• Diaphragmic breathing.

As you probably already know, breathing is both, a voluntary, as well as involuntary response. Provided that the heart is pumping blood and the brain is functions, we are going to breathe automatically.

However, a lot of us do not breathe ‘correctly.’ Most of the people have the innate tendency to chest breathe or breathe shallowly.

Instead, we have to breathe with the belly – something which is called “diaphragmic breathing.” When we consciously engage in a diaphragmic breathing practice, this is called controlled breathing.

  • What is controlled breathing?

Controlled breathing is to be consciously aware, as well as control one’s breathing patterns. Controlled breathing is also a practice with some extraordinary potential health benefits which include healthier organs, as well as a better brain, increased energy, cellular health and much more.

Most of the health gains from controlled breathing are direct results of curbing the fight-or-flight response of the body.

As you already know, your body has a “fight-or-flight” (FoF) mechanism which activates when it is under stress. Our distant forefathers had to contend with many-a-threat: wild animals, starvation, disease and so on.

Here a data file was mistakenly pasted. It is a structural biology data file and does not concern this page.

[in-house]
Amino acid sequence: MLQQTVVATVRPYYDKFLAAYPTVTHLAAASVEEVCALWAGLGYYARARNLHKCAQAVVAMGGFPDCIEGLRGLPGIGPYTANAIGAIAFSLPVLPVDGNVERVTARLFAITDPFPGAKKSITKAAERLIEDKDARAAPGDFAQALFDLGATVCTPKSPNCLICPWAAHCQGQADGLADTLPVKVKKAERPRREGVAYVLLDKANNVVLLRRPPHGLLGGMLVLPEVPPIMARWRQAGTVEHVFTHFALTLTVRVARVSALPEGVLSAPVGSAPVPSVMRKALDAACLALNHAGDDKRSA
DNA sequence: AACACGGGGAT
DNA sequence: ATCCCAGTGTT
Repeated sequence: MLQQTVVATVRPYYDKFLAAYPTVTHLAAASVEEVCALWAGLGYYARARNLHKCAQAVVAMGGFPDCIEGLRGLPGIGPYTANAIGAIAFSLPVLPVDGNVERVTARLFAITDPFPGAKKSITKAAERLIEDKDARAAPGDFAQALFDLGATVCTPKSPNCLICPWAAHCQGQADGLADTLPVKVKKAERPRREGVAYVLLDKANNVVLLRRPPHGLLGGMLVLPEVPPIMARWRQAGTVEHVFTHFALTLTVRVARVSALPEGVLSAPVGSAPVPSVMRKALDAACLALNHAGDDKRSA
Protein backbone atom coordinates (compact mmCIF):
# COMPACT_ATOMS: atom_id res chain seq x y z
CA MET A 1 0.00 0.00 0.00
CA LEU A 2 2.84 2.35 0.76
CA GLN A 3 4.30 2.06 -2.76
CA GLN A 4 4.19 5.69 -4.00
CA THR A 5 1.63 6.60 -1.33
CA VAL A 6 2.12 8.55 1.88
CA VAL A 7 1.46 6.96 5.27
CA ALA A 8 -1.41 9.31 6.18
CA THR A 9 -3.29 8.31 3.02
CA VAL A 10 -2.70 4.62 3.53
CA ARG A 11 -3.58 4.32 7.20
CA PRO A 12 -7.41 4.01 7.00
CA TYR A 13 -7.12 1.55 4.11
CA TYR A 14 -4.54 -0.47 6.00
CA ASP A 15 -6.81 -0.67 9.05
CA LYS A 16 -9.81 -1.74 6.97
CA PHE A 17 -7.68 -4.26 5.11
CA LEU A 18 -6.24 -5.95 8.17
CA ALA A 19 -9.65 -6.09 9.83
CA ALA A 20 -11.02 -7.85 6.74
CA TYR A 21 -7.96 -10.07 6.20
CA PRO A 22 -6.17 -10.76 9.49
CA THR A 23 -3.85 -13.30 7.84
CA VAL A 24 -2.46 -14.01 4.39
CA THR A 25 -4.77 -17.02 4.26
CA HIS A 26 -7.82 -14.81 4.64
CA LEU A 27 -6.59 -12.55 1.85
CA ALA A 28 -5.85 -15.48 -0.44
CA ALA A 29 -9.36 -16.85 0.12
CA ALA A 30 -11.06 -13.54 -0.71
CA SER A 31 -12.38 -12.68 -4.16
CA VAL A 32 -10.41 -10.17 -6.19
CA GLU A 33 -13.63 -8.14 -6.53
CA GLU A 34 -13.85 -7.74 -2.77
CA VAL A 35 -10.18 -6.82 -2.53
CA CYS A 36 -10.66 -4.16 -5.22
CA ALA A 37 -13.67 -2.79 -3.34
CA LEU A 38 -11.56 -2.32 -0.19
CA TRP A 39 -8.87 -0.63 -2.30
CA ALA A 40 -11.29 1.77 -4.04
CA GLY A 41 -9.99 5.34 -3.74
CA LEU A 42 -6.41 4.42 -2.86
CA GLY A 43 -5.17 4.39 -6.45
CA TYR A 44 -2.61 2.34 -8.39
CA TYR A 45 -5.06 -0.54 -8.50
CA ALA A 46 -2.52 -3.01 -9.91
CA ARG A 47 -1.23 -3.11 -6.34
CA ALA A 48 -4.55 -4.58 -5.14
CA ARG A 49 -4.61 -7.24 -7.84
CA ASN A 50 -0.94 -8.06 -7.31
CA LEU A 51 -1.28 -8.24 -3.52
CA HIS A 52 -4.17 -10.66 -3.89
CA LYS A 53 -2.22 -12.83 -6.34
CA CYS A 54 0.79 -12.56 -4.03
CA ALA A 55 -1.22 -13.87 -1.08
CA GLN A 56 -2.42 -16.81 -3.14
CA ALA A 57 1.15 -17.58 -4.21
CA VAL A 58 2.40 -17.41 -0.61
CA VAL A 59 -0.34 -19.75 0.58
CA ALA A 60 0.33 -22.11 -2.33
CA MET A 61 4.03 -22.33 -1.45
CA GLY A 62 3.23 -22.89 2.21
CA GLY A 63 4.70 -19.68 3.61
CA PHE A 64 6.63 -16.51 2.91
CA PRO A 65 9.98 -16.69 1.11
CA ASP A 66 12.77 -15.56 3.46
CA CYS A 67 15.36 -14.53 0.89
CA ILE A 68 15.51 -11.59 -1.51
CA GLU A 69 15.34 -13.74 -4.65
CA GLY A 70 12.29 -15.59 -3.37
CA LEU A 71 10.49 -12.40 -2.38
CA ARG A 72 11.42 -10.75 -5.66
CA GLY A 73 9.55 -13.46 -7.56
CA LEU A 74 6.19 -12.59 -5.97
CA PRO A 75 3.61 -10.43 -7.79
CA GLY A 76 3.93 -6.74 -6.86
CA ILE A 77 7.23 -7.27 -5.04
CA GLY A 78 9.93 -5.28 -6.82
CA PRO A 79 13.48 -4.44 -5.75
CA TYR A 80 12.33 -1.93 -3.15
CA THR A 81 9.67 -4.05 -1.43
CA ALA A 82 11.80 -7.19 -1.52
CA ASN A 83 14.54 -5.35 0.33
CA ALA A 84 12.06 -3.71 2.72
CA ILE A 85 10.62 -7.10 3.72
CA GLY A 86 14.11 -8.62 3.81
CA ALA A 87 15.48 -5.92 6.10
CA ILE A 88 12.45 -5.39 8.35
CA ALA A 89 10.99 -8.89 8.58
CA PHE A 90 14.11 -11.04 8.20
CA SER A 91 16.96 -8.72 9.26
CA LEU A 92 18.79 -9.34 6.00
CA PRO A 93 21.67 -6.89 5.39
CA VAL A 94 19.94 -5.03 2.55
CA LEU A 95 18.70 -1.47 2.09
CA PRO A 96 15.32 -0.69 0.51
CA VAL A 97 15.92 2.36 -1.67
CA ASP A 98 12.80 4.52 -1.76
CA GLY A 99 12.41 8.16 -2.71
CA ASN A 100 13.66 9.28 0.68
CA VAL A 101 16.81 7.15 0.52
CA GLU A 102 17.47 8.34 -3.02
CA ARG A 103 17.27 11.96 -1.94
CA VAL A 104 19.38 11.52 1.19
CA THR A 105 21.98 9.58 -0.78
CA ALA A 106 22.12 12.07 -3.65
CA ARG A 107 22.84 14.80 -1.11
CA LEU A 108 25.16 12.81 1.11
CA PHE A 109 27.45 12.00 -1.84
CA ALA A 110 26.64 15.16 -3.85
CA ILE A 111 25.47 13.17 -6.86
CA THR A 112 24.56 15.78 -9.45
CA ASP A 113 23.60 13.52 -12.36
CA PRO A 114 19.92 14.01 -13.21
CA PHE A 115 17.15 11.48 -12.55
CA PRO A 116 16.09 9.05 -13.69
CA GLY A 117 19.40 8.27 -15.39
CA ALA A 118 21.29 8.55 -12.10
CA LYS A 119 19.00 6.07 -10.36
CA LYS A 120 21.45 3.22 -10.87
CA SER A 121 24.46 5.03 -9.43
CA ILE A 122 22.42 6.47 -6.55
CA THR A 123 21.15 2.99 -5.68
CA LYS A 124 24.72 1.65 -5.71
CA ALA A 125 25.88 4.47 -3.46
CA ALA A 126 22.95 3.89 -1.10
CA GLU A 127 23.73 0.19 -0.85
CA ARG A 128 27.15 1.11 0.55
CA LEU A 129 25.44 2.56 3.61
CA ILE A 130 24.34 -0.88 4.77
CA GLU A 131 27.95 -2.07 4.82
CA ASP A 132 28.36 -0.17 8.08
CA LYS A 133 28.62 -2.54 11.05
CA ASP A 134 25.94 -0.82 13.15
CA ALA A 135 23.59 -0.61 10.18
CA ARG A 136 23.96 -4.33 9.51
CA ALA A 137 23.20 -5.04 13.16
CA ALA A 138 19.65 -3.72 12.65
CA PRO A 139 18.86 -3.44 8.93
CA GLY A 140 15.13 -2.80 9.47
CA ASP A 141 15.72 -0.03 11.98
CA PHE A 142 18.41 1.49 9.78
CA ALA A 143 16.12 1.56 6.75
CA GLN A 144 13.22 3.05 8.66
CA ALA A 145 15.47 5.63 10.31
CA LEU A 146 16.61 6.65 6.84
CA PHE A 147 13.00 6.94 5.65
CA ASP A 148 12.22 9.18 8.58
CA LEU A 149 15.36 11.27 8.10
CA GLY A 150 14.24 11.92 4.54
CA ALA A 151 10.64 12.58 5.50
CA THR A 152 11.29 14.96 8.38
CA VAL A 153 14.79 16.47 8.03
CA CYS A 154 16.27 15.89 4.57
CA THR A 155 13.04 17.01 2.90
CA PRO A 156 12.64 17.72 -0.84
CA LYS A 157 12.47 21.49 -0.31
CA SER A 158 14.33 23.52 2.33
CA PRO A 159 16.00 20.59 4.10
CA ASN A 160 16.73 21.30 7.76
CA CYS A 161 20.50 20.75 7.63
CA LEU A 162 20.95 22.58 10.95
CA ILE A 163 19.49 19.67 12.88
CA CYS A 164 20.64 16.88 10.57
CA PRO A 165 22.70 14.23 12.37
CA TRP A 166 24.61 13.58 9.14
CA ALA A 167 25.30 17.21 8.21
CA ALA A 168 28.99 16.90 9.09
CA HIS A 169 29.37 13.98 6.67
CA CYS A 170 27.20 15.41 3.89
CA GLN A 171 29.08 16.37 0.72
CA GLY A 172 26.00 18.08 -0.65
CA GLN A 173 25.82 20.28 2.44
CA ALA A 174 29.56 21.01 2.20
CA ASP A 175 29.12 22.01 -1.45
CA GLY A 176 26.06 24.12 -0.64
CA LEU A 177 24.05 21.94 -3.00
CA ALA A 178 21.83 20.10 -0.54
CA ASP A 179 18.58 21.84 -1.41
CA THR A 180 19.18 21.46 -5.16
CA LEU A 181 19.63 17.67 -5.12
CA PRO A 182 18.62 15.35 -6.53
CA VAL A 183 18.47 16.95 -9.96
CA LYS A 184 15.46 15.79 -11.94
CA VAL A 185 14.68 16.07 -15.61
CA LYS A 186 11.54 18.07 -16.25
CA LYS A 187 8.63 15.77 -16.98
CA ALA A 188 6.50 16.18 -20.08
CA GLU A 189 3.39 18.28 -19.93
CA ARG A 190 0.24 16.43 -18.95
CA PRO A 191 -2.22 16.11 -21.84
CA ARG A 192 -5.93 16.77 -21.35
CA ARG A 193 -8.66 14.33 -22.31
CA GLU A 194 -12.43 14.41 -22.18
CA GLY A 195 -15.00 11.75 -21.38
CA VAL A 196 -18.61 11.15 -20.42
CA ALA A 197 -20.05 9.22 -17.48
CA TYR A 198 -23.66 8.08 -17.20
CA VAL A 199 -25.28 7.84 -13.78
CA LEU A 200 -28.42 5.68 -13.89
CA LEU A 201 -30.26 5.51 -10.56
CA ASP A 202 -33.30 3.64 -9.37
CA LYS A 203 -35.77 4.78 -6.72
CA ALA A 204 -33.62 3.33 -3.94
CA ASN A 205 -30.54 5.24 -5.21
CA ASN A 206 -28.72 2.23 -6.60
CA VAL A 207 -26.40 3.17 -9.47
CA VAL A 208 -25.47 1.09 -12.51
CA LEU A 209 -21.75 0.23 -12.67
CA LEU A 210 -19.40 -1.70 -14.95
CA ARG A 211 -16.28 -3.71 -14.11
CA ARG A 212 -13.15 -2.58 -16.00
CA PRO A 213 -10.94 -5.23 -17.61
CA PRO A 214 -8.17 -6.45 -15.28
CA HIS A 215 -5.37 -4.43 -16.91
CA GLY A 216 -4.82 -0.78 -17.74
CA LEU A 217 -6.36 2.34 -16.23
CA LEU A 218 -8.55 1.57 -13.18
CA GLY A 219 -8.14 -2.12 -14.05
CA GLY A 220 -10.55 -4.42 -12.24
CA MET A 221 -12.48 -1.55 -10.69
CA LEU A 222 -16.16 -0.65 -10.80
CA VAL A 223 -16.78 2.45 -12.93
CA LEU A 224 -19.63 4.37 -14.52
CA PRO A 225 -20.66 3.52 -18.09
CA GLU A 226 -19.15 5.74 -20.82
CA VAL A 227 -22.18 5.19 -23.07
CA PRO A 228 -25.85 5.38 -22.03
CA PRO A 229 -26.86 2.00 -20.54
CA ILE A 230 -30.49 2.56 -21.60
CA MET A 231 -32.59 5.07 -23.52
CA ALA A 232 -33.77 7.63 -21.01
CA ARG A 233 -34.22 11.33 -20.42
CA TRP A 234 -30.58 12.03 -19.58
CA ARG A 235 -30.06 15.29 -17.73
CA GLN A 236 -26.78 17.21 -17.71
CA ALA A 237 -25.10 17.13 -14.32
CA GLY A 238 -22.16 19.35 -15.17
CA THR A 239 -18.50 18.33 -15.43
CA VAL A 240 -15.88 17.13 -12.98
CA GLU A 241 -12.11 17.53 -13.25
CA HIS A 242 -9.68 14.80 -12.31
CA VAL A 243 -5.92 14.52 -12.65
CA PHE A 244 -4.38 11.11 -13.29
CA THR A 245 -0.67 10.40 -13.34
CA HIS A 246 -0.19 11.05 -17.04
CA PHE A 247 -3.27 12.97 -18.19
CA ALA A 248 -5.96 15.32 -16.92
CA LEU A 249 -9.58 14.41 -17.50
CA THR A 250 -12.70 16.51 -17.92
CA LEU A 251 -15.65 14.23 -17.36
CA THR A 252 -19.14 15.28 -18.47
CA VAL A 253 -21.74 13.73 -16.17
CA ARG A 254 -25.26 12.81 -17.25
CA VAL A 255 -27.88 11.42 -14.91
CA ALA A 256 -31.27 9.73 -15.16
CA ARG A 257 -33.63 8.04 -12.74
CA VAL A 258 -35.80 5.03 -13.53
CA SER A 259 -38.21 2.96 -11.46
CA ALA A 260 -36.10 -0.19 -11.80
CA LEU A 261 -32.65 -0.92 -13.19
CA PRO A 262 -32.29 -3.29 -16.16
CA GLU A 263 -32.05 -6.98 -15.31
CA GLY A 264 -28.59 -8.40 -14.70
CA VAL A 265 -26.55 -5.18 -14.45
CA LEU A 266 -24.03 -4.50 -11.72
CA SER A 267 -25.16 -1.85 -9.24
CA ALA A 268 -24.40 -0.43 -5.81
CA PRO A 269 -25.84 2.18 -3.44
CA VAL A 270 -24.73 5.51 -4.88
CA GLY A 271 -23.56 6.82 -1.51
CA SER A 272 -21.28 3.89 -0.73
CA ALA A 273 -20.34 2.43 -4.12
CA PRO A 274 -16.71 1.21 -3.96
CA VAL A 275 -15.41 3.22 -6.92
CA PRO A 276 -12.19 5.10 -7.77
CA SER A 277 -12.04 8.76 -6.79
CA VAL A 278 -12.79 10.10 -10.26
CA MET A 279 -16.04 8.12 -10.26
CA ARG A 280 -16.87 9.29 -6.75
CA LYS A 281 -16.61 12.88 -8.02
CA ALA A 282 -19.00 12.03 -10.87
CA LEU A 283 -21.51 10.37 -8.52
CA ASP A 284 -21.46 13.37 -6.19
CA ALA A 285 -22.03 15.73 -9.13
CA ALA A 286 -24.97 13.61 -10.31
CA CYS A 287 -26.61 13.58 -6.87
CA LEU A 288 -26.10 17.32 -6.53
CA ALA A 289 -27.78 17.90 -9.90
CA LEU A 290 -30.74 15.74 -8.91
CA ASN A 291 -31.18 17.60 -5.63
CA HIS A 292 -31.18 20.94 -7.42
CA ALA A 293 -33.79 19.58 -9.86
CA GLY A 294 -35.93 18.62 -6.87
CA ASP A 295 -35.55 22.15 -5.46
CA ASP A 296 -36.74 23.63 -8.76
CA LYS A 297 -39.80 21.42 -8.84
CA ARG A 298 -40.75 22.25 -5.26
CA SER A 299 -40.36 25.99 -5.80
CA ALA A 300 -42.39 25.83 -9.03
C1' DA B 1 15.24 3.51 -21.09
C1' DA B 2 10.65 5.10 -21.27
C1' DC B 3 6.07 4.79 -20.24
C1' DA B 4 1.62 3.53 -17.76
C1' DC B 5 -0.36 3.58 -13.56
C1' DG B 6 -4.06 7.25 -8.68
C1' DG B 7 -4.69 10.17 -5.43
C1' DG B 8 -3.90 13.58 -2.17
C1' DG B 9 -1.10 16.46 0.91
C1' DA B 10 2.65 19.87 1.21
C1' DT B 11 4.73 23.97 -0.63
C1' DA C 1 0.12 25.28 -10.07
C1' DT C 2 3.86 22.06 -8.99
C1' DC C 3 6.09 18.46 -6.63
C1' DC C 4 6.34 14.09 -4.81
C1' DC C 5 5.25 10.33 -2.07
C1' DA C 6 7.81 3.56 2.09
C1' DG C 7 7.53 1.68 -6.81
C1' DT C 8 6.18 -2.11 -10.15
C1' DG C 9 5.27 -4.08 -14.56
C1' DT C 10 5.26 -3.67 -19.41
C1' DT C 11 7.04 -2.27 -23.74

Naturally, as the human kind evolved, we became more of a “thinking” creature. This fact is also evident in the development of the prefrontal cortex (PFC) of the brain, which has the responsibility for decision-making, as well as attention, and resource management.

Of course, we still have the FoF response as well. But, we can overrule many of the FoF annoyances by using our PFC.

This, of course, includes controlled breathing.

  • Controlled breathing and the ‘Relaxation Response.’

The Relaxation Response is a term which is coined by Harvard professor, as well as a pioneer in Mind-Body Medicine at Harvard Medical School, named Dr. Herbert Benson.